The purpose of this assay is to confirm activity of compounds identified as active in a previous set of experiments entitled, "Fluorescence polarization-based primary biochemical high throughput screening assay to identify inhibitors of the Epstein-Barr virus nuclear antigen 1 (EBNA-1)" (AID 1950), and inactive in a set of experiments entitled, "Counterscreen for inhibitors of EBNA-1: fluorescence polarization-based biochemical high throughput primary assay to identify inhibitors of the Epstein-Barr virus-encoded protein, ZTA" (AID 2234). This assay assesses the ability of compounds to inhibit the binding of EBNA-1 protein to DNA. In this biochemical assay, recombinant EBNA-1 DNA binding domain (DBD) (aa 448-610) purified from E. coli is incubated with a Cyanine (Cy5)-labeled 36-bp hairpin DNA oligonucleotide probe in the presence of test compounds. The reaction is excited with linear polarized light and the intensity of the emitted light is measured as the polarization value (mP). As designed, compounds that act as EBNA inhibitors will prevent EBNA-DNA binding, thereby increasing the proportion of free DNA in the well, resulting in low fluorescence polarization in the well. Compounds are tested in triplicate at a final nominal concentration of 14.8 micromolar.
Prior to the start of the assay, Assay Buffer (20 mM Tris HCl, pH 7.4; 200 mM NaCl; 1 mM DTT; 10 micrograms/ml BSA; 10 nM Cy5 DNA probe) containing 246 nM of EBNA-1 protein was prepared and incubated for 30 minutes at room temperature. Next, 4.0 microliters of Assay Buffer were dispensed into 1536-well microtiter plates.
The assay started by dispensing 60 nL of test compound in DMSO or DMSO alone (1.5% final concentration) to the appropriate wells. Plates were then centrifuged and incubated for 1 hour at room temperature.
Fluorescence polarization was read on an Envision microplate reader (PerkinElmer, Turku, Finland) using a Cy5 FP filter set (Excitation = 620nm, Emission = 688nm) and a Cy5 dichroic mirror. The well Fluorescence Polarization value (mP) was calculated from the parallel (S) and perpendicular (P) polarization values corrected with the G factor value (G) using the following formula:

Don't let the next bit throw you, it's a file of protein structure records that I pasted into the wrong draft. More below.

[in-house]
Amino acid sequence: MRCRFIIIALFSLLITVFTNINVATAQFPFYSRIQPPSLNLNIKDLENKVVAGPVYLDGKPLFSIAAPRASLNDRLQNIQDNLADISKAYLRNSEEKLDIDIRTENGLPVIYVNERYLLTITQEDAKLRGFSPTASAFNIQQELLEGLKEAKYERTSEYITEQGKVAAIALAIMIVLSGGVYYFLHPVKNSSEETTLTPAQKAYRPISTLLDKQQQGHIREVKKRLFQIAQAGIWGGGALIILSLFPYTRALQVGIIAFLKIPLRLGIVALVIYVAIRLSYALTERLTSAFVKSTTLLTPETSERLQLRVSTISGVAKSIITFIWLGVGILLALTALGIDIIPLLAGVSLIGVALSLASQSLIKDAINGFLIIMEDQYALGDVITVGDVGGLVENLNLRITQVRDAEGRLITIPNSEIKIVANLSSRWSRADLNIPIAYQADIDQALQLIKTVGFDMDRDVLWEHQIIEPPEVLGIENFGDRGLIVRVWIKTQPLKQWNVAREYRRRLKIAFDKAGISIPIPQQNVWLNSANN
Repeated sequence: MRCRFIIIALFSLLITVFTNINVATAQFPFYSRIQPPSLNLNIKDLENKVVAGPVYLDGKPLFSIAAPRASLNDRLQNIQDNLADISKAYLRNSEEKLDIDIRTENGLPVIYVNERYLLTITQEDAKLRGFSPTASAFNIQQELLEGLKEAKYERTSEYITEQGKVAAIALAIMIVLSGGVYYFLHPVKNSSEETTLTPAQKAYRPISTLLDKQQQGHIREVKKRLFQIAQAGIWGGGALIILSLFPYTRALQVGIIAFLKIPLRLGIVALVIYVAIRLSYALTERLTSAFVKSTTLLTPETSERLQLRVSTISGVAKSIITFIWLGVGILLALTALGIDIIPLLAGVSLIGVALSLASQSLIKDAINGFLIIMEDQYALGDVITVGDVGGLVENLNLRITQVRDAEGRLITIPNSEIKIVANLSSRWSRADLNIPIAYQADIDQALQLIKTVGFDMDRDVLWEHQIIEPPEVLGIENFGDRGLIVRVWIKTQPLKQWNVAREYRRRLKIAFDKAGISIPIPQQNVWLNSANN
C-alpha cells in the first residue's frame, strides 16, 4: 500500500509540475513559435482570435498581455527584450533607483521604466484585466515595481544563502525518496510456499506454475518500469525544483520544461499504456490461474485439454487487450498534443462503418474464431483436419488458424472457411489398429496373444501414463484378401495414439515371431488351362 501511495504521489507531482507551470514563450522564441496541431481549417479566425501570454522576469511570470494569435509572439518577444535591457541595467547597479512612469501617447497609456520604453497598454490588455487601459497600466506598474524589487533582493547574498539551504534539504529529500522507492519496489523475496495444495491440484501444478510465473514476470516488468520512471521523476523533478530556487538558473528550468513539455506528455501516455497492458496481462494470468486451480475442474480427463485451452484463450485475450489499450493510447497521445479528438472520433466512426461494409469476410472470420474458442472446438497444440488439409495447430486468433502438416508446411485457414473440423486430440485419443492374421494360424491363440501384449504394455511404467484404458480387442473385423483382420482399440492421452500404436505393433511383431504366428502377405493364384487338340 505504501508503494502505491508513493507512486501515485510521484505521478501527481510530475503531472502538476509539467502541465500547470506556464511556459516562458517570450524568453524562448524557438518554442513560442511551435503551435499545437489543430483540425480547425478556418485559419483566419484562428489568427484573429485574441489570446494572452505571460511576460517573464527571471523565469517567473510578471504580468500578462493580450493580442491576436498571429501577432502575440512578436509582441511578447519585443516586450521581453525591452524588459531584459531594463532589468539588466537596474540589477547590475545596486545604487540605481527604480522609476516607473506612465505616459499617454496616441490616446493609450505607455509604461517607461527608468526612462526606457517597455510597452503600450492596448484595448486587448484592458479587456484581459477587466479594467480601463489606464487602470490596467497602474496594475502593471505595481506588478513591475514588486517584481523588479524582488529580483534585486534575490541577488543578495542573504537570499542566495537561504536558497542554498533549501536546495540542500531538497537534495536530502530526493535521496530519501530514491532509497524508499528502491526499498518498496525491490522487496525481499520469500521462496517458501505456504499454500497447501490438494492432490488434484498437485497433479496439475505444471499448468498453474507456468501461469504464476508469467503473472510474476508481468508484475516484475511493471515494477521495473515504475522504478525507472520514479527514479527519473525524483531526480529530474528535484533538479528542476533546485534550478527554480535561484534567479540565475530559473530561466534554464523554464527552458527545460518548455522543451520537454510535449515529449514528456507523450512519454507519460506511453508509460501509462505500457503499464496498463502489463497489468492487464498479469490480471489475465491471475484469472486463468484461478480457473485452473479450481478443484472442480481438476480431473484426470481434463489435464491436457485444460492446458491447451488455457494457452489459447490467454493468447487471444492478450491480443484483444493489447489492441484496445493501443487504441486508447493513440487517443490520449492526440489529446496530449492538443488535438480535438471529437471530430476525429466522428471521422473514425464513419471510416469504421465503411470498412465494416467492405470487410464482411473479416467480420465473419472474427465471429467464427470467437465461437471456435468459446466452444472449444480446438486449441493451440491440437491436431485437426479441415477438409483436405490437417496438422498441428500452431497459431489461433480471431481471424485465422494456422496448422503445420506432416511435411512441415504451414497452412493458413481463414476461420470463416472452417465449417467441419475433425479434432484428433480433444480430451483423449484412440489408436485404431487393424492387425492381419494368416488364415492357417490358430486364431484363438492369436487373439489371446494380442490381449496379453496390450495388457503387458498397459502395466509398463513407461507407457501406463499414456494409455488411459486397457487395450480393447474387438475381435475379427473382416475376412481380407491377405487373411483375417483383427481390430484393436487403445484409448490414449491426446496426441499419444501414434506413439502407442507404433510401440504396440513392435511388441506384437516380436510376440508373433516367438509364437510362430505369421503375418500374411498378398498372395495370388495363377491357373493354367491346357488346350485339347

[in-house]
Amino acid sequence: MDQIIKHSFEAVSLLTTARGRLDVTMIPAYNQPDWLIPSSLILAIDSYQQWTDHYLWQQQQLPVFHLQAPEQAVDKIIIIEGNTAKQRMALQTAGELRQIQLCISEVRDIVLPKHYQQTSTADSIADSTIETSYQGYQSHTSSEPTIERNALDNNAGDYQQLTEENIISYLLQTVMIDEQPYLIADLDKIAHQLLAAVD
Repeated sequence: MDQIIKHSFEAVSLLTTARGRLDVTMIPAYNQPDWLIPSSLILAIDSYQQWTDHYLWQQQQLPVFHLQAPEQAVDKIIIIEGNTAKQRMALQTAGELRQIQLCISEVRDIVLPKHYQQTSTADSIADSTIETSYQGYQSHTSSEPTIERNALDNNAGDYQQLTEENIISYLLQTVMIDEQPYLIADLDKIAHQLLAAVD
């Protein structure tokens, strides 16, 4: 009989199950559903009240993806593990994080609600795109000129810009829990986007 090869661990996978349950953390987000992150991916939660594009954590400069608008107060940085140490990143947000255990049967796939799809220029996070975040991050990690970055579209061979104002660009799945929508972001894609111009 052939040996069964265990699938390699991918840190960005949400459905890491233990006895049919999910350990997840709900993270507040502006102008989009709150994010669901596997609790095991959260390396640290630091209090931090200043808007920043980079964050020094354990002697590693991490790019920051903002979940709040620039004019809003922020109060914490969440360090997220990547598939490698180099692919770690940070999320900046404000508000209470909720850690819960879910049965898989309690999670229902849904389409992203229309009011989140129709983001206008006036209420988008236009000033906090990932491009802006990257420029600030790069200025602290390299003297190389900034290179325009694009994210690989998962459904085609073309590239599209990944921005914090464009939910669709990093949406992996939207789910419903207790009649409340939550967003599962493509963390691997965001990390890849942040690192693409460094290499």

mP = 1000 * ( S - G * P ) / ( S + G * P )
The percent inhibition for each compound was calculated as follows:
Percent inhibition = ( Test_Compound_mP - median_High_Control_mP ) / ( median_Low_Control_mP - median_High_Control_mP ) * 100
Test_Compound is defined as wells containing EBNA-1 in the presence of test compound.
Low_Control is defined as wells containing EBNA-1.
High_Control is defined as wells containing no EBNA-1.
The average percent inhibition and standard deviation of each compound tested were calculated. Any compound that exhibited an average percent inhibition greater than the hit cutoff calculated for the primary screen was declared active.
The reported PubChem Activity Score has been normalized to 100% observed primary inhibition. Negative % inhibition values are reported as activity score zero.
The PubChem Activity Score for active compounds is 100-16, for inactive 16-0.
List of Reagents:
Recombinant EBNA-1 (supplied by Assay Provider)
Cy5 DNA probe (supplied by Assay Provider)
Tris HCl (Sigma, part T1503)
NaCl (Fisher, part S640-10)
DTT (Sigma, part D9779)
BSA (Calbiochem, part 126609)
1536-well plates (Greiner, part 789176)
Due to the increasing size of the MLPCN compound library, this assay may have been run as two or more separate campaigns, each campaign testing a unique set of compounds. In this case the results of each separate campaign were assigned "Active/Inactive" status based upon that campaign's specific compound activity cutoff value. All data reported were normalized on a per-plate basis. Possible artifacts of this assay can include, but are not limited to: dust or lint located in or on wells of the microtiter plate, and compounds that modulate well fluorescence. All test compound concentrations reported above and below are nominal; the specific test concentration(s) for a particular compound may vary based upon the actual sample provided by the MLSMR. The MLSMR was not able to provide all compounds selected for testing in this AID.
** Test Concentration.
Data Table (Concise)